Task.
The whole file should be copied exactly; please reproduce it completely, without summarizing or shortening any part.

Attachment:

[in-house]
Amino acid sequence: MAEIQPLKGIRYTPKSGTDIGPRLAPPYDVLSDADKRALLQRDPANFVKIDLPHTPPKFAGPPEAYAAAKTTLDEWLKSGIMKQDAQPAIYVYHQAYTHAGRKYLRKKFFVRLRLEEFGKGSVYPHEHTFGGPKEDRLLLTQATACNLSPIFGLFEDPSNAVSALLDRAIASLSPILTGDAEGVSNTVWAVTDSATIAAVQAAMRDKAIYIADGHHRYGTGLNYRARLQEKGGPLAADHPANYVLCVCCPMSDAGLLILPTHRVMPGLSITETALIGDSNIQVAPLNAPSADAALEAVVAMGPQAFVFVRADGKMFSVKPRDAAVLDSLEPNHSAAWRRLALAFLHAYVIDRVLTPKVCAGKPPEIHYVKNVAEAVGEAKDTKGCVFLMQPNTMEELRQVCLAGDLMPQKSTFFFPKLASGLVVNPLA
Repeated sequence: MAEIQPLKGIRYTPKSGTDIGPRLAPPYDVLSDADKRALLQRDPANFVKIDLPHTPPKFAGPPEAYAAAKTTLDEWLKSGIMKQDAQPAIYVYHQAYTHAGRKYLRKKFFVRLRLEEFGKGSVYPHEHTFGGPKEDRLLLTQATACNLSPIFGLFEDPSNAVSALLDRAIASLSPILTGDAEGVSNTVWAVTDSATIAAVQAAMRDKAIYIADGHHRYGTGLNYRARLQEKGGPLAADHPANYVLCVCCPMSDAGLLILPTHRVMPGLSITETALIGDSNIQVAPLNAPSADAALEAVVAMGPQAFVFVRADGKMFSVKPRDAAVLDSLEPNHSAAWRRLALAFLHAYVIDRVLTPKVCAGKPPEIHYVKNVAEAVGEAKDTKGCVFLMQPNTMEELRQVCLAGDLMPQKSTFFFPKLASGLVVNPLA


[in-house]
Amino acid sequence: MAEIQPLKGIRYTPKSGTDIGPRLAPPYDVLSDADKRALLQRDPANFVKIDLPHTPPKFAGPPEAYAAAKTTLDEWLKSGIMKQDAQPAIYVYHQAYTHAGRKYLRKKFFVRLRLEEFGKGSVYPHEHTFGGPKEDRLLLTQATACNLSPIFGLFEDPSNAVSALLDRAIASLSPILTGDAEGVSNTVWAVTDSATIAAVQAAMRDKAIYIADGHHRYGTGLNYRARLQEKGGPLAADHPANYVLCVCCPMSDAGLLILPTHRVMPGLSITETALIGDSNIQVAPLNAPSADAALEAVVAMGPQAFVFVRADGKMFSVKPRDAAVLDSLEPNHSAAWRRLALAFLHAYVIDRVLTPKVCAGKPPEIHYVKNVAEAVGEAKDTKGCVFLMQPNTMEELRQVCLAGDLMPQKSTFFFPKLASGLVVNPLA
Repeated sequence: MAEIQPLKGIRYTPKSGTDIGPRLAPPYDVLSDADKRALLQRDPANFVKIDLPHTPPKFAGPPEAYAAAKTTLDEWLKSGIMKQDAQPAIYVYHQAYTHAGRKYLRKKFFVRLRLEEFGKGSVYPHEHTFGGPKEDRLLLTQATACNLSPIFGLFEDPSNAVSALLDRAIASLSPILTGDAEGVSNTVWAVTDSATIAAVQAAMRDKAIYIADGHHRYGTGLNYRARLQEKGGPLAADHPANYVLCVCCPMSDAGLLILPTHRVMPGLSITETALIGDSNIQVAPLNAPSADAALEAVVAMGPQAFVFVRADGKMFSVKPRDAAVLDSLEPNHSAAWRRLALAFLHAYVIDRVLTPKVCAGKPPEIHYVKNVAEAVGEAKDTKGCVFLMQPNTMEELRQVCLAGDLMPQKSTFFFPKLASGLVVNPLA